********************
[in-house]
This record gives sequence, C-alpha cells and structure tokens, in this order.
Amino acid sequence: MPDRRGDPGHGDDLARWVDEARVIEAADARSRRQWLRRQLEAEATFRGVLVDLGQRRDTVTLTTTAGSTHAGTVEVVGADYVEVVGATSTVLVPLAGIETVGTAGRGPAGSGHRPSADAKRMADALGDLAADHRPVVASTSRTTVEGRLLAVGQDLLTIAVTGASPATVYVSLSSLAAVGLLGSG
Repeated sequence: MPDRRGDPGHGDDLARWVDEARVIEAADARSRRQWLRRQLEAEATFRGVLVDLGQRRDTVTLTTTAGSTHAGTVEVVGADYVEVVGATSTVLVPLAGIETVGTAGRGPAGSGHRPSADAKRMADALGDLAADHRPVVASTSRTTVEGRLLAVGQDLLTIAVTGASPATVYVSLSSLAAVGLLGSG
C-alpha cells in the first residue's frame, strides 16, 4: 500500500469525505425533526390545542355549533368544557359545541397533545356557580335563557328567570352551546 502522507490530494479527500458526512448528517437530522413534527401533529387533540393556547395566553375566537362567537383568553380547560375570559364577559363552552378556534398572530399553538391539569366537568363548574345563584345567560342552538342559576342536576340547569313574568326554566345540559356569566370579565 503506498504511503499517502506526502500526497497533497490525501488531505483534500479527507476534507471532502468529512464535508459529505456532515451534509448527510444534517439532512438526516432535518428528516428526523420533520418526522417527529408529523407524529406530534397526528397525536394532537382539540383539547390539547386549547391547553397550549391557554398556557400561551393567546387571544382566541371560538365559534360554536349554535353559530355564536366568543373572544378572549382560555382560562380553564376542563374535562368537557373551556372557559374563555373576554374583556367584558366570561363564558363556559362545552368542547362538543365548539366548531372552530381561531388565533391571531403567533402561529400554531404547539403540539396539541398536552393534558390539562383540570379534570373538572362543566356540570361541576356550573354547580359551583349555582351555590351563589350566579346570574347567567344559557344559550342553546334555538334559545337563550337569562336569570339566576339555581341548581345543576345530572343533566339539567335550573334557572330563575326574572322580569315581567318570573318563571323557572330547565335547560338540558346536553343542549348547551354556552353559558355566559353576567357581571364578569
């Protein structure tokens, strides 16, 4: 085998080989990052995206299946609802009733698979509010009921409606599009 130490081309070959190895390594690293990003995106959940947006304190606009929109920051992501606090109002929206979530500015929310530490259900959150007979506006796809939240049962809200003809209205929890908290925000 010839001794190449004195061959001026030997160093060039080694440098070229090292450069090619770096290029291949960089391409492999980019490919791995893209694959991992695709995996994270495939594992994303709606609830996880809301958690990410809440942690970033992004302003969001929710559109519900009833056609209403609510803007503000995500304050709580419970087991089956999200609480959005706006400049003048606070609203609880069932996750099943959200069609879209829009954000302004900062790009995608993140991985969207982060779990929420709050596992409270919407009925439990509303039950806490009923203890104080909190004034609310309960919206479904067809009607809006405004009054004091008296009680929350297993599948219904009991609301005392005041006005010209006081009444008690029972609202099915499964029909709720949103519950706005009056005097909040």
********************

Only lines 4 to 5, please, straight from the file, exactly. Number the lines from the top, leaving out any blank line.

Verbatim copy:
Repeated sequence: MPDRRGDPGHGDDLARWVDEARVIEAADARSRRQWLRRQLEAEATFRGVLVDLGQRRDTVTLTTTAGSTHAGTVEVVGADYVEVVGATSTVLVPLAGIETVGTAGRGPAGSGHRPSADAKRMADALGDLAADHRPVVASTSRTTVEGRLLAVGQDLLTIAVTGASPATVYVSLSSLAAVGLLGSG
C-alpha cells in the first residue's frame, strides 16, 4: 500500500469525505425533526390545542355549533368544557359545541397533545356557580335563557328567570352551546 502522507490530494479527500458526512448528517437530522413534527401533529387533540393556547395566553375566537362567537383568553380547560375570559364577559363552552378556534398572530399553538391539569366537568363548574345563584345567560342552538342559576342536576340547569313574568326554566345540559356569566370579565 503506498504511503499517502506526502500526497497533497490525501488531505483534500479527507476534507471532502468529512464535508459529505456532515451534509448527510444534517439532512438526516432535518428528516428526523420533520418526522417527529408529523407524529406530534397526528397525536394532537382539540383539547390539547386549547391547553397550549391557554398556557400561551393567546387571544382566541371560538365559534360554536349554535353559530355564536366568543373572544378572549382560555382560562380553564376542563374535562368537557373551556372557559374563555373576554374583556367584558366570561363564558363556559362545552368542547362538543365548539366548531372552530381561531388565533391571531403567533402561529400554531404547539403540539396539541398536552393534558390539562383540570379534570373538572362543566356540570361541576356550573354547580359551583349555582351555590351563589350566579346570574347567567344559557344559550342553546334555538334559545337563550337569562336569570339566576339555581341548581345543576345530572343533566339539567335550573334557572330563575326574572322580569315581567318570573318563571323557572330547565335547560338540558346536553343542549348547551354556552353559558355566559353576567357581571364578569